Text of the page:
3) In New York, I'd have to say, it looks as though 84 year old Representative Charlie Rangel will also likely lose in his race, after all these years in office, and will be sent home. He is the age he is, he was censured in office not that long ago, he's been there since the 70's and he has tough, tough competition. Fortunately, in a way, he has two competitors but it will likely be enough to do him in.

Fascinating stuff. I know I'll stay tuned in.





A Headline to Love


From Crooks and Liars:

Bad Guys With Guns Hold Up Patrons Outside Gun Ranges, Take Their Guns


The irony.

The delicious irony.

Herman Cain agrees with us


"Cept we said this about him and Glenn Beck and Sarah Palin and Michele Bachmann and Bill O'Really and nearly everyone on Fox "News", too:

Herman Cain: 'Stupid People Are Ruining America'



Monday, June 23, 2014

Must-see movie coming soon






Can hardly wait.



Joplin, Jeezus, Father's Day and guns: Surprised?


Missouri, if you don't embarrass yourselves, there are plenty of the rest of us who are:


I love the introduction to the article:

What kind of gun would Jesus shoot? It’s a question that theologians have debated throughout history without being able to settle on a satisfying answer. Some subscribe to the school of thought that he would carry something small and tasteful, like a .32 caliber hand gun, because there’s little room for anything bigger in those flowing robes. Others say he’d wield an AR-15, because Jesus is a badass and anything less than maximum destruction power wouldn’t make sense for the Prince of Peace.

And then for the serious, sick part:


That’s apparently what a church in Joplin, Mo., had in mind for a Father’s Day promotion last week, in which fathers were offered raffle tickets to win one of two AR-15 rifles. For every child he brought with him, he’d get another chance at taking aim with the Lord.
“We thought instead of a lot of small things, we’d give away stuff the guys were interested in,” Heath Mooneyham, the head pastor of the appropriately named Ignite Church told The Joplin Globe.
And just in case you think this is--hopefully, right?--a lampoon by The Onion or some such, check it out:<
If you watch even the first few seconds of that, you learn "Pastor Heath" was going to give a sermon on "excellence."
He no doubt ran into it once.  Somewhere. Maybe.



The World's Warmonger


Driving back to Southwest Missouri yesterday afternoon, I came on what seemed to me to be a rather large convoy of diesel trucks about 1/2 way there:


If you'll notice, they're 5 across.



And then this shows they are also 4 deep meaning there are 20 trucks here, total.


It immediately got me thinking, about these trucks, about their destination, everything.

Here they are, our own American government no doubt bought them, likely at full price, from some corporation. 

Then the government--we--had them painted beige--"desert sand", no doubt, right?

And now we're going to send them overseas, to Afghanistan, likely.

Then think about that.

We're pulling out of that war shortly. We're getting out.

But right now, we're probably sending these over there.

Can you imagine the collective costs?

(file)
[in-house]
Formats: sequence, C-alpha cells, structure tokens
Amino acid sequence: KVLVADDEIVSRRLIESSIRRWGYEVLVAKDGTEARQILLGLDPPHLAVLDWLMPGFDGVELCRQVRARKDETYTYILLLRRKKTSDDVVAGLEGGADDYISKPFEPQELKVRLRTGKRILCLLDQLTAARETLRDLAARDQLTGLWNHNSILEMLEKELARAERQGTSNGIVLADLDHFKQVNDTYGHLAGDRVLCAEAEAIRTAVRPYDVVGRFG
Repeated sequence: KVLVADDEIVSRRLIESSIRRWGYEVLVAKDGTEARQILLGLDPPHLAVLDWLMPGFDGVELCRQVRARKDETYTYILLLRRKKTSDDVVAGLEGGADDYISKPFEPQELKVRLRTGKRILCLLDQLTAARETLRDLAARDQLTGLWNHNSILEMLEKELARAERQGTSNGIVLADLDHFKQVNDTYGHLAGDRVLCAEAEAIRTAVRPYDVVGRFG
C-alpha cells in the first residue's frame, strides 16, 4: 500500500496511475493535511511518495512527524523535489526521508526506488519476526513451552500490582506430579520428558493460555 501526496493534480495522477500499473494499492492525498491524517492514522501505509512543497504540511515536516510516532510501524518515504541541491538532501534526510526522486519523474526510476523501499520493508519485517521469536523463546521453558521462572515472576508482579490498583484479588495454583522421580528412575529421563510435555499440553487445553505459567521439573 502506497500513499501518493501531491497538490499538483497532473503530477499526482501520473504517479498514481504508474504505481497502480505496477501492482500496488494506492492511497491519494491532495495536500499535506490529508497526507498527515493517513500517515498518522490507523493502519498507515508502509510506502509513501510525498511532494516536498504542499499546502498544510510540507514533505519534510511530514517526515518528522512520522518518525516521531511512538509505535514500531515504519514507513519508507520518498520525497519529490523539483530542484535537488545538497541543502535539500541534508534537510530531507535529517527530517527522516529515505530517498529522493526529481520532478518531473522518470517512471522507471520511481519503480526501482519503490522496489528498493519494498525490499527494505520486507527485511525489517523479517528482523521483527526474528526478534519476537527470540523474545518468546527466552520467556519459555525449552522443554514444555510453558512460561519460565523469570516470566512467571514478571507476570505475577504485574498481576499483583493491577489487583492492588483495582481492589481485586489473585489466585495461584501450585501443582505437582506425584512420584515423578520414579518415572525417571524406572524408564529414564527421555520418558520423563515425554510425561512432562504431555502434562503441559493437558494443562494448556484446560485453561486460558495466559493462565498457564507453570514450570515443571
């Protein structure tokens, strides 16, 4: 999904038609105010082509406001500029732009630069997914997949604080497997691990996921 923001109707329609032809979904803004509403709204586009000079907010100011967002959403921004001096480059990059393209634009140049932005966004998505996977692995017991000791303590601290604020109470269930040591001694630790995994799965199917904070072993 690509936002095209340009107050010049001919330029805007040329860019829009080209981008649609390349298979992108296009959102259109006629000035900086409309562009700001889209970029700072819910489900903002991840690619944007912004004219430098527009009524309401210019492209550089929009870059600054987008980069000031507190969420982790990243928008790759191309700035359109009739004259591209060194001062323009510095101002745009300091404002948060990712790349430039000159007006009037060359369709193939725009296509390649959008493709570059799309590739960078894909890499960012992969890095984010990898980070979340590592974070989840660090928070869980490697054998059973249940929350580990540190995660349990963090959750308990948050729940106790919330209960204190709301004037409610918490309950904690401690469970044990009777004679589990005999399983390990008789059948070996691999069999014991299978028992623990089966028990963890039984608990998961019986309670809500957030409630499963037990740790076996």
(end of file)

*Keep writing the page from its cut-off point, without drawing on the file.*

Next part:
I mean, sure, it's probably only in the hundreds of thousands of dollars and given that the American Pentagon/Department of "Defense" budget is at least $711 billion, this is, certainly a tiny, tiny fraction of that budget.

But wait. It gets more interesting.

As I left, after I took these pictures, 21 MORE of these trucks came convoying up the freeway, no doubt to get with these.

Yet more hundreds of thousands of dollars.

So what's the point?

Can you imagine what all those hundreds of thousands of dollars spent on this portion of war could do for kids in our schools?  Or for any other number of things that would actually be useful and helpful in the world?







Saturday night at the Uptown


Ever since I first heard it, I've marveled that parents could name their child, their son Adonis.


This was there Saturday night, anyway.

Who could but wish them well?



A truck and tractor pull like no other


Because this one was Peculiar:


Sunday, June 22, 2014

Entertainment Overnight -- So much soul






Problems with soccer


For Americans, anyway (with tongue firmly and deeply in cheek):

1)  The field is the size of a runway for a Boeing 747

2)  Having the game last--what?--8 hours each, with no breaks, commercials, half-times, songs or anything

3) Who knows WHEN the match will actually end because at any time, they may well add ADDITIONAL minutes to the time clock

4) Then there's the fairly old problem Americans have with soccer that--gasp--IT CAN END IN A DRAW.

No one wins, no one loses.

Oh, yeah. That's Socialism or Communism or some dang thing right there.  That just isn't right.

5) Finally, when does this thing end, this World Cup?  September?  November?




Saturday, June 21, 2014

Entertainment overnight -- A Change-up


The commentary makes it:





Question for The Kansas City Star


The StLouis Post-Dispatch rather quickly--and wisely, I think--ended publishing Right Wing columnist George Will after his first article on rape that was strongly anti-women.

Now, Mr. Will is at least "doubling-down" on his comments and defending them:

George Will Stands By His Incendiary Sexual Assault Column


I love that he also tries to blame, in this video, the Obama administration for his situation.


So the question is, Star, how soon until you do the same?


It's not about following the "big brother across the state" or that big competitor or anything like that.

He has defended rape and rapists and belittled the situations of rape and possible rape.. Additionally, there are plenty--plenty--of Right Wing, Conservative columnists out there to choose from, heaven knows.

What part of this man's writing could or would you possibly want or want your readers to have now?